Farhan Zaidi discusses Giants' early moves that didn't work out


DENVER -- Do you remember Justin Ruggiano getting 60 at-bats for the 2017 Giants? Or Chris Marrero getting a shot as the left fielder that April? What about Ruben Tejada and Grant Green the year before? Or Alejandro De Aza and Marlon Byrd the year before that? 

Every year, every front office has a long list of moves that didn't work out. It's part of the job. But when it's your first year in charge there's going to be a bit more scrutiny, so it certainly stood out Monday when Yangervis Solarte and Pat Venditte were let go just three days after Gerardo Parra.

Throw in Connor Joe and Michael Reed, and the fact that Erik Kratz struggled and is now on the injured list, and Farhan Zaidi certainly has not seen much production from the players -- primarily veterans -- he brought in before the season began. Asked about that earlier this week, Zaidi nodded. 

"That's a totally fair question," he said. "You bring guys in because you hope they're contributors, and we've taken some chances. I think we've looked to take chances where we weren't investing a lot in terms of giving up long-term assets or future assets. We've gotten looks at a few guys and we haven't gotten the type of production that we were looking for. 

"I think it's fair that as a front office and for me, personally, I haven't done the job of identifying guys who could help us in that spot. That's a totally fair critique."

To be fair to the organization, the Giants didn't exactly lose a lot here. Parra and Solarte had non-guaranteed $1.75 million deals and Venditte’s was $585,000. Joe and Reed were minimum salary players in their short stints. 

The real loss would be playing time for others, but even then it's not much of a loss. The Giants aren't exactly brimming with prospects banging down the door, so Zaidi sought to fill the edges of the roster with dependable veterans and buy time until guys like Mike Gerber and Mac Williamson got hot. 

The hope was that Parra could provide a solid fourth outfielder and Solarte could add pop off the bench and platoon with Joe Panik at second. The Giants also hoped that one of Reed or Joe would break out. None of that happened. The latest cuts on the position player side, Parra and Solarte, were hitting .198 and .205, respectively.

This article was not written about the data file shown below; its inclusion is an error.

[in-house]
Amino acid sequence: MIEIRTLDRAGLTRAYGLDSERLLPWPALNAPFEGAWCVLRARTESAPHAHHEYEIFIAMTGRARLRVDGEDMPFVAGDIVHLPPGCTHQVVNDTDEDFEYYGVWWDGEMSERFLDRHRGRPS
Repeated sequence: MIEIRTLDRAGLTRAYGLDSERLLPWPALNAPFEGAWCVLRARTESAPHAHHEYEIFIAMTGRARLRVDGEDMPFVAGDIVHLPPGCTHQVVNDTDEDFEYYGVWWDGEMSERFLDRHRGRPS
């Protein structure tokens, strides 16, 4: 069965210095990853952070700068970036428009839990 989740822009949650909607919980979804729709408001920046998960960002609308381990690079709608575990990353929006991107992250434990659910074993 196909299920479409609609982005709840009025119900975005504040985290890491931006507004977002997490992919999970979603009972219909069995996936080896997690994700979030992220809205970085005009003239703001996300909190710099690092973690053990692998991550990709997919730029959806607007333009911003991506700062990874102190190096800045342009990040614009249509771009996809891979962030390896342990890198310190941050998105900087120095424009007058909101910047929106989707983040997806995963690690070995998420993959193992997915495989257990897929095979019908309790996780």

"As a player, it's a game of production," manager Bruce Bochy said. "You've got to get results. That's the difficult part of this game. Sure, you'd like to have your 25 guys and run with them, but when you're not where you want to be, changes are made."

Bochy said repeatedly that Parra and Solarte were both "great guys" who brought a lot to the clubhouse. Parra already has caught on with the Nationals and the Giants expect Solarte to also soon find a job elsewhere. But with a 15-20 record at the time of Tuesday's roster churn, the Giants couldn't afford to value chemistry above hits and runs. 

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Zaidi was ready to turn the page to a new set of players, looking for hitters who could match the kind of production the Giants have gotten from guys like Nick Vincent and Trevor Gott, who were the pitching versions of a Parra or Solarte. They got an early jolt from Kevin Pillar and Tyler Austin is intriguing, but there’s a need for more. 

"When I kind of evaluate my own performance with these guys, we haven't hit as much as we would like," Zaidi said. "We've gotten some guys who have done a nice job for us in the 'pen, but on the offensive side we haven't quite hit on that guy who could be a key piece for us."

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